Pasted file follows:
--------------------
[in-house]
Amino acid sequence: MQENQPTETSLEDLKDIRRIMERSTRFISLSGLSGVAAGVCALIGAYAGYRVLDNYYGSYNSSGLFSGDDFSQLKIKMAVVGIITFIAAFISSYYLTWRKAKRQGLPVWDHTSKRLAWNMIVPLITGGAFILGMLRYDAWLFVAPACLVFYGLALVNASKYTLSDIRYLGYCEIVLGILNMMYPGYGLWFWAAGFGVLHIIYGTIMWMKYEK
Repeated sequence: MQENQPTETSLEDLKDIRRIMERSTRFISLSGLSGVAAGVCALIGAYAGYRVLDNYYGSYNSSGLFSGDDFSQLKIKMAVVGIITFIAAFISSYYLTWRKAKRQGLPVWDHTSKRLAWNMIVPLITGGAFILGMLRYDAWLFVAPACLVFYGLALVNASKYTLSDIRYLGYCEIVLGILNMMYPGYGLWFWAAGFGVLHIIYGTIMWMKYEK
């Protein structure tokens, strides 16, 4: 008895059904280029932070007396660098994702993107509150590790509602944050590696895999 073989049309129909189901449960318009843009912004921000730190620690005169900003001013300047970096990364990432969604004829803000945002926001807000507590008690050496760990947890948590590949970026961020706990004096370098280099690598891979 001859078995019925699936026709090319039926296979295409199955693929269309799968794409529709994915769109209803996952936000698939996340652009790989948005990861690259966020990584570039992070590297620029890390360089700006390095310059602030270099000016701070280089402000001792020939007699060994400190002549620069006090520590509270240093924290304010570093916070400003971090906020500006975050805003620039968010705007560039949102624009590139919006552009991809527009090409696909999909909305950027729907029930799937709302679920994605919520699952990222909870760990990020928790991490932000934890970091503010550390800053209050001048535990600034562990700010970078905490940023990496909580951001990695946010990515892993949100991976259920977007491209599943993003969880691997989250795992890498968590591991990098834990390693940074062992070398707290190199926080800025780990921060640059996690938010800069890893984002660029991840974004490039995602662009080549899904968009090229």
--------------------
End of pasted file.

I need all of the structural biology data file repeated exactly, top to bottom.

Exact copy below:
[in-house]
Amino acid sequence: MQENQPTETSLEDLKDIRRIMERSTRFISLSGLSGVAAGVCALIGAYAGYRVLDNYYGSYNSSGLFSGDDFSQLKIKMAVVGIITFIAAFISSYYLTWRKAKRQGLPVWDHTSKRLAWNMIVPLITGGAFILGMLRYDAWLFVAPACLVFYGLALVNASKYTLSDIRYLGYCEIVLGILNMMYPGYGLWFWAAGFGVLHIIYGTIMWMKYEK
Repeated sequence: MQENQPTETSLEDLKDIRRIMERSTRFISLSGLSGVAAGVCALIGAYAGYRVLDNYYGSYNSSGLFSGDDFSQLKIKMAVVGIITFIAAFISSYYLTWRKAKRQGLPVWDHTSKRLAWNMIVPLITGGAFILGMLRYDAWLFVAPACLVFYGLALVNASKYTLSDIRYLGYCEIVLGILNMMYPGYGLWFWAAGFGVLHIIYGTIMWMKYEK
């Protein structure tokens, strides 16, 4: 008895059904280029932070007396660098994702993107509150590790509602944050590696895999 073989049309129909189901449960318009843009912004921000730190620690005169900003001013300047970096990364990432969604004829803000945002926001807000507590008690050496760990947890948590590949970026961020706990004096370098280099690598891979 001859078995019925699936026709090319039926296979295409199955693929269309799968794409529709994915769109209803996952936000698939996340652009790989948005990861690259966020990584570039992070590297620029890390360089700006390095310059602030270099000016701070280089402000001792020939007699060994400190002549620069006090520590509270240093924290304010570093916070400003971090906020500006975050805003620039968010705007560039949102624009590139919006552009991809527009090409696909999909909305950027729907029930799937709302679920994605919520699952990222909870760990990020928790991490932000934890970091503010550390800053209050001048535990600034562990700010970078905490940023990496909580951001990695946010990515892993949100991976259920977007491209599943993003969880691997989250795992890498968590591991990098834990390693940074062992070398707290190199926080800025780990921060640059996690938010800069890893984002660029991840974004490039995602662009080549899904968009090229």